Preventing Carjacking

Carjacking is a relatively rare occurrence in Maine. However, you can learn to be safer in your car no matter where you are. Here are the most important steps you can take:

  1. Safety always begins with awareness
    Know what’s around your car at all times, even when stopped at a light. Drivers distracted by speaking on the cellphone, eating, doing their makeup have proven to be more dangerous than drunken drivers. Be aware, even when stopped.
  2. Keep your doors locked
    The only time your car doors should ever be unlocked is when you are getting in or out of or unloading the car. A lot of car jacking happens at stoplights. It’s much harder to pull someone out of a car that is locked than not. Leaving your car unlocked leaves it open for anyone to climb in, an assailent, a child, a burglar – keep it locked.
  3. Leave space to escape
    A rule I always follow when stopping behind another car is to leave enough room that I could pull away if I had to – even if that means driving up on the sidewalk. If someone approaches your car with a weapon, your first instinct should be to drive off fast.
  4. Understand the rule about second crime scene
    As a general rule, you should never let an assailant take you to a second crime scene. They are not taking you there with good intentions and, chances are, they want to remove your options for survival. If someone does happen to get into the car with you, get out and run if you can. If you can’t it’s recommended that you force the car to crash against a stationary object – hopefully at a speed that won’t kill or injure you severely.
  5. Be careful about fake police officers
    This is a nightmare situation, but some criminals equip their cars with flashing lights to pull people over. This has mostly been done to target young women driving by themselves. Occasionally one of them will even dress as a police officer. We’re taught to comply with law enforcement, and disobeying the law can bring charges. Unmarked cars are more common on the turnpike, where it’s unlikely such criminals would be active for fear of being caught. So, if you’re being pulled over in the middle of nowhere:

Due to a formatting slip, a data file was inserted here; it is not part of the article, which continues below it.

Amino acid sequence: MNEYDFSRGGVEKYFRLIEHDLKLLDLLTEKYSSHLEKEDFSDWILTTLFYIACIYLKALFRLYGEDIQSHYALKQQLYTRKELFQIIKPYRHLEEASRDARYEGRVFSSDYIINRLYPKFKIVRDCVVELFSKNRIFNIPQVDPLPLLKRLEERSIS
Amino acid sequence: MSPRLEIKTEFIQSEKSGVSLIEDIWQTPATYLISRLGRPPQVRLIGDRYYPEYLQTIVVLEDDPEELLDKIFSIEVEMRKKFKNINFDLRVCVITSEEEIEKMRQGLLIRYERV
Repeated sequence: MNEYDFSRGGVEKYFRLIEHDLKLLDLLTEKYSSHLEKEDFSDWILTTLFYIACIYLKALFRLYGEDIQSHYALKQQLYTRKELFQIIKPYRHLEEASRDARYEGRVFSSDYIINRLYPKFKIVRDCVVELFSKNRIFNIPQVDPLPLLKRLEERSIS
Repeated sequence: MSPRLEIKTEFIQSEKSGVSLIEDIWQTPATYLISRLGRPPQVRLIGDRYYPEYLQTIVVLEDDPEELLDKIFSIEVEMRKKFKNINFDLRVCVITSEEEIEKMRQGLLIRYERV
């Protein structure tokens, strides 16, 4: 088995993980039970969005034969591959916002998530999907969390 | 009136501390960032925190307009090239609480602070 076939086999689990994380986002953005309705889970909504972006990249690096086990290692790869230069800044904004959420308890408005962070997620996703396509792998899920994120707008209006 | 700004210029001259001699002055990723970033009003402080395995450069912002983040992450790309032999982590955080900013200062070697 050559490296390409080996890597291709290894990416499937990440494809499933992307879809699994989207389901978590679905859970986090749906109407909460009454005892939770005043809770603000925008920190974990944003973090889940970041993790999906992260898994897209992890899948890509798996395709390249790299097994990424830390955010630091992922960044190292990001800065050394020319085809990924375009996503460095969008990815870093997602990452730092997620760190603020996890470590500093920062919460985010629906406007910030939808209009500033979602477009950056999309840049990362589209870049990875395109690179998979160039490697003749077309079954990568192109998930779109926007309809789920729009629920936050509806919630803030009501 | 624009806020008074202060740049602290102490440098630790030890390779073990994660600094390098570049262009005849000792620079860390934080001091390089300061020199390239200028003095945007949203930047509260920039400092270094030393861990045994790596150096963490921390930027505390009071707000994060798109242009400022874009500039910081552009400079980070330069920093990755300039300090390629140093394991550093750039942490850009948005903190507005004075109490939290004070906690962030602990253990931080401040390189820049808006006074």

• Slow down and signal your intent to stop and try to pull over in a well-lit public area (may not always be an option).
    • Look at the car, if it has blue flashers on a top-mounted light-bar it is most likely a real police officer.
    • Tell the officer you don’t feel safe and ask to be escorted to the nearest police station.
    • Can you see the license plate in the mirror and is it a government plate?
    • If you don’t feel comfortable, keep your door locked and roll your window down just a crack to hand your license and registration over.
    • If anything makes you feel wrong, tell the officer that you aren’t comfortable and you’re going to call 911.
  6. Always carry a charged cell-phone
    Even if you don’t have service, like if you haven’t paid your bill, all cell phones will dial 911. If you can’t afford cell service, as least carry a charged phone for 911 calls.


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